Thin, ageing and annoyed, Bochco popped her head up, momentarily peering at Aguirre over her silver wire-trimmed spectacles with a pursed grin of supreme condescension. Bochco exemplifies the arrogance of America’s elite. Married to Hollywood big-wig Stephen Bochco and having the only experience as an entertainment attorney she has no credentials in environmental issues, except for an obvious disdain for the public. She is the working example of the prostitution of conscience shown regularly in virtually all issues of public safety by those thus entitled.
Assuring Aguirre that she was indeed listening to him, she went back to her paperwork; head down. Another CCC member preoccupied himself with his breakfast snack, while another slowly ate an apple while enjoying the brightly light white ceiling above the lush wooden appointments of the Council Chambers. Not one CCC member, despite Aguirre’s protest, seemed to be paying close attention. Why would they? Their personal crimes of corporate sponsorship were to be covered up today, not examined in detail. Their crimes in supporting Edison’s massive profit at SONGS at the public’s expense were, to them, a done deal. The speaker: an inconvenience.
Moments before, in an all too common occurrence by public officials nationally, this day’s chance at public oration had been severely restricted by the CCC. Much to the surprise of the protesters who had gathered together an hour before to sign-up to each express their concern to the CCC, these public servants had already prepared their first surprise: public comment would be limited to a mere thirty minutes in total … and just two minutes per speaker!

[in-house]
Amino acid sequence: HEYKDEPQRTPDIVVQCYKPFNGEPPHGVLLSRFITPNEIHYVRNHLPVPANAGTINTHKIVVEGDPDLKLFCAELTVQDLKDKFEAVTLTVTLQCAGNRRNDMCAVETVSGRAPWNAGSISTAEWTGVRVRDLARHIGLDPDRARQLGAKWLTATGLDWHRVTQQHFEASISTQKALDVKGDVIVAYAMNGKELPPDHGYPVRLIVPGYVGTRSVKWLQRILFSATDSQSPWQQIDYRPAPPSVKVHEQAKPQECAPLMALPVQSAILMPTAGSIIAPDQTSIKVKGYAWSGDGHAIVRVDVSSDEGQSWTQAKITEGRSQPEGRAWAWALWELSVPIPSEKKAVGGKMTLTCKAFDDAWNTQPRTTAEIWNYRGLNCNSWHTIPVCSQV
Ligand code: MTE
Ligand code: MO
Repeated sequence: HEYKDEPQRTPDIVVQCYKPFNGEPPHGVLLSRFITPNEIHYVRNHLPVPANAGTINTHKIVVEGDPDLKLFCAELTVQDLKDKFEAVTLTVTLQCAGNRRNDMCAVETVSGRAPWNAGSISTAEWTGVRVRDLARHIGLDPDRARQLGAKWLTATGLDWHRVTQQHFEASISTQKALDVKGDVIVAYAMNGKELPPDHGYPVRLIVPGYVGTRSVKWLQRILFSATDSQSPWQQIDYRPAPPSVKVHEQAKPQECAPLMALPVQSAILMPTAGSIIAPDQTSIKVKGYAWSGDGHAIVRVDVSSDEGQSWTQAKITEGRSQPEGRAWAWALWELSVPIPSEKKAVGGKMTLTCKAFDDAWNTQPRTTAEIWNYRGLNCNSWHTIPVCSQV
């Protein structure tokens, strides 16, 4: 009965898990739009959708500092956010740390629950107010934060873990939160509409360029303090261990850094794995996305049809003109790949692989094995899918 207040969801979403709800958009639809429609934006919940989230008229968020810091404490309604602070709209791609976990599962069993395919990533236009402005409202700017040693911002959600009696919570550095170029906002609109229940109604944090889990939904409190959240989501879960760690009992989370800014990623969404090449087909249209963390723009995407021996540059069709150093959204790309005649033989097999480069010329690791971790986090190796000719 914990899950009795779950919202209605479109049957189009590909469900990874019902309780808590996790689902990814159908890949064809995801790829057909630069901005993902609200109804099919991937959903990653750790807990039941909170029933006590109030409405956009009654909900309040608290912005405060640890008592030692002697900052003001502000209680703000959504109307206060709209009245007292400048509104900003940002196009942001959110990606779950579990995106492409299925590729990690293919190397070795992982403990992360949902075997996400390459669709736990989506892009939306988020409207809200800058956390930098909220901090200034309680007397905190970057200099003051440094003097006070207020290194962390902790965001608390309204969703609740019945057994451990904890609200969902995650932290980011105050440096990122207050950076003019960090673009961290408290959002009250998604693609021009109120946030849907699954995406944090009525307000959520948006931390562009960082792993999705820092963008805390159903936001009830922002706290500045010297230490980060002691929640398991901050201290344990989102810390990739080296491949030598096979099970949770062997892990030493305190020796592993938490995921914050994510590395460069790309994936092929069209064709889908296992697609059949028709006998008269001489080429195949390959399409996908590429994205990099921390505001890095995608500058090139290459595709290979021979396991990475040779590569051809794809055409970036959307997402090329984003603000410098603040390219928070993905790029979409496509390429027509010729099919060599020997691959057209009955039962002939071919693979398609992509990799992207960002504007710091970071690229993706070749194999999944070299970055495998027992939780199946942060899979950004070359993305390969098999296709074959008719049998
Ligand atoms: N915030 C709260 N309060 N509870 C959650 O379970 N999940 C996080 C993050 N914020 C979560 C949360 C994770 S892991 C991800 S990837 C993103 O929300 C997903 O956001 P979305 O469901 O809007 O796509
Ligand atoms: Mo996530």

The protesters quickly revised their plan. Collectively, all agreed to give their time to Aguirre and his co-organizer, Ray Lutz.
Lutz is the founder of Citizens’ Oversight which is the sole public entity interested in public safety and regulation of SONGS and the man whose organization was the spearhead of a collective public effort that brought together scientists, local politicians, civic leaders and the public, forcing the eventual closure of SONGS – barely – four years ago. Dogged in his leadership, Lutz is unfailingly polite, yet stern in his presentation of the facts at hand, while all the time showing patience and confidence to the face of his adversaries. He always has time to answer questions from the public and handles each question with the quiet charm of a dedicated mentor, showing the way. His demeanor, dedication and skills as an organizer while crisscrossing San Diego and southern Orange counties with public meetings were integral in having SONGS finally shut forever. Since the CCC permit to bury the radioactive waste was issued in October 2016, Lutz, has resumed his organizing and spoken at many town hall style meetings, alerting the public. However…